But think of the problem from a regulatory and tax farmer's perspective: poor people are people you want to leave trapped in the system so they'll provide their labor at "market competitive rates" that are far from competitive, just for starters. That provides a net advantage to businesses in a way that's not just subtly sinister and anti-competitive for reasons I'll get to.

    Cost of compliance for the rentier classes is more expensive than openly disregarding regulations, especially since it requires court actions for any challenges. Even then, the cost of court-mandated minimal compliance isn't as high as you might think, and there are legal constructions you can use to minimize risk.

    For instance, you can stick every building your rental company "manages" into its own LLC that files its own taxes and manages its own receipts, although they conveniently sub-contract that out to another one of your companies. Then if the legal actions against that building are so high that you can't still manage to make some kind of profit, you invoke the owner's privilege of taking the property off the market to be renovated as condominiums.

    Step one in this involves knocking down the old building so that the replacement building is no longer subject to the original rental regulations, of course.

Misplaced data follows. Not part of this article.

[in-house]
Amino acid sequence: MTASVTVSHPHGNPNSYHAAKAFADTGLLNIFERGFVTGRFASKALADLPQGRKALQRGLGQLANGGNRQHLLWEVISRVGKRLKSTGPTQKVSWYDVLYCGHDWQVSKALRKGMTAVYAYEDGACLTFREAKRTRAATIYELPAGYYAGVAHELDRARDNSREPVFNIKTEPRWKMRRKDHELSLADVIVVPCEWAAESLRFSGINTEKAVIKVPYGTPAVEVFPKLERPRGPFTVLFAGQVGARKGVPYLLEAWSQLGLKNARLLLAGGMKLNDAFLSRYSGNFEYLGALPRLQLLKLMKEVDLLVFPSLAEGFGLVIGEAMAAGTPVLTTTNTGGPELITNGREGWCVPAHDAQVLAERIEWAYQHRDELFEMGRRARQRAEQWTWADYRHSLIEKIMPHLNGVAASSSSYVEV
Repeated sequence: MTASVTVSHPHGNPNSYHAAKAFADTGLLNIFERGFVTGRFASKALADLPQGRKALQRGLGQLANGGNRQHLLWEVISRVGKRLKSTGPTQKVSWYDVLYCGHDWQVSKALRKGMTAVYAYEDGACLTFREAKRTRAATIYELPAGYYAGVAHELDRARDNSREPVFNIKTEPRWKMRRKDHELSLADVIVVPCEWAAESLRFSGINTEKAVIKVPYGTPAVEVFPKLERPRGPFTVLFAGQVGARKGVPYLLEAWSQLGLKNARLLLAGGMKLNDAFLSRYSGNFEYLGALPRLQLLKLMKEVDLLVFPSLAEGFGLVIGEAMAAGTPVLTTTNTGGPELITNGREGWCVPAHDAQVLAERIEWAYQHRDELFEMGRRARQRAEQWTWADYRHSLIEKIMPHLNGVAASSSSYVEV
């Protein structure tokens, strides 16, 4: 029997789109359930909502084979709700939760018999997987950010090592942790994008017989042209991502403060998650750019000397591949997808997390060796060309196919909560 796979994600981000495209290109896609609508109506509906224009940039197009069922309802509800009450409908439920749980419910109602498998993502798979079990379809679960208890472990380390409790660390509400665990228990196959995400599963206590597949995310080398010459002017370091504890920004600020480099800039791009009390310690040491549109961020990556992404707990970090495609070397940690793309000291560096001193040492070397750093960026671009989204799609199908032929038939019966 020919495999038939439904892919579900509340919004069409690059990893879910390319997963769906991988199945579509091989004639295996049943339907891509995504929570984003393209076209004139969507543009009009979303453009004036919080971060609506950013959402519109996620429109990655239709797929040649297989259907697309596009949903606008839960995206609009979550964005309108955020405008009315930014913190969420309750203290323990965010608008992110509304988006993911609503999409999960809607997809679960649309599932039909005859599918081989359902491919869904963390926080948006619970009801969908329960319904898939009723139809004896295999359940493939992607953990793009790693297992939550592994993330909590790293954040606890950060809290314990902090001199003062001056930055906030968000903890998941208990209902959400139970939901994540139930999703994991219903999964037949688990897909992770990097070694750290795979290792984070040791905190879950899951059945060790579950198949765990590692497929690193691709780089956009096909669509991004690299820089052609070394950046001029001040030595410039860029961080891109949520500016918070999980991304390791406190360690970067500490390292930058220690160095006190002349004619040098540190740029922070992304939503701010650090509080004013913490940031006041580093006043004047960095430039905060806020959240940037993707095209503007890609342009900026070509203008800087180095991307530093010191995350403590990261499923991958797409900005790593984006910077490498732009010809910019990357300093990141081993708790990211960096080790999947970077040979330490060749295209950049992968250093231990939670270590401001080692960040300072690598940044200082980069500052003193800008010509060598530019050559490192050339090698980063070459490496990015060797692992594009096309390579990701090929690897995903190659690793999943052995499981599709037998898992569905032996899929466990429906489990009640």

That's essentially what the Ellis Act in California allows, and if you keep your properties indpendently managed, the blowback from one implosion doesn't put the rest at risk of imploding as well.

    The only people who can game this system are the people with enough leftover income and assets that they're not trapped by the regulatory and tax regime, but these are also the people who are the biggest tax payers, even more so than the businesses that are part of these arrangements of convenience.

    And so the solution is to put in a short-term fix: a certain number of properties become rent-controlled not so the poor can take up residence, but so the people who used to be just poor enough who have figured out how to game the system and become better tax payers can continue to stay there.

    The problem is that once the fix is in, the people who are benefiting from it become so attractive to the regulatory and tax regime that the regulatory and tax people want to expand the operation.

    Stockholm in the late 1990s to early 2000s was like this before a bunch of primarily Russian buyers started buying up buildings so they could renovate them. After renovations, they were put back on the market as "holiday rentals" and "corporate apartments" with full furnishings, anything to keep them from being subject to Stockholm's standard rental regulations.